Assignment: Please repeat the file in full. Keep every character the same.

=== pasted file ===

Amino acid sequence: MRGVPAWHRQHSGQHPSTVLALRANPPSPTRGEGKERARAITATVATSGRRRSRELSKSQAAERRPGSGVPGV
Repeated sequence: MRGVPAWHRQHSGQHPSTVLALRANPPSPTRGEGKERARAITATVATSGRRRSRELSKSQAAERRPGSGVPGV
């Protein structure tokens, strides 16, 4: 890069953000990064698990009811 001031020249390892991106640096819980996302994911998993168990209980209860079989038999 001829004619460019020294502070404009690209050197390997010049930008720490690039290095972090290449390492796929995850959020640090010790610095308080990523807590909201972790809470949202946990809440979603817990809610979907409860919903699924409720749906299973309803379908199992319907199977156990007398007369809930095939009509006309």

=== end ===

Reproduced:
Amino acid sequence: MRGVPAWHRQHSGQHPSTVLALRANPPSPTRGEGKERARAITATVATSGRRRSRELSKSQAAERRPGSGVPGV
Repeated sequence: MRGVPAWHRQHSGQHPSTVLALRANPPSPTRGEGKERARAITATVATSGRRRSRELSKSQAAERRPGSGVPGV
């Protein structure tokens, strides 16, 4: 890069953000990064698990009811 001031020249390892991106640096819980996302994911998993168990209980209860079989038999 001829004619460019020294502070404009690209050197390997010049930008720490690039290095972090290449390492796929995850959020640090010790610095308080990523807590909201972790809470949202946990809440979603817990809610979907409860919903699924409720749906299973309803379908199992319907199977156990007398007369809930095939009509006309």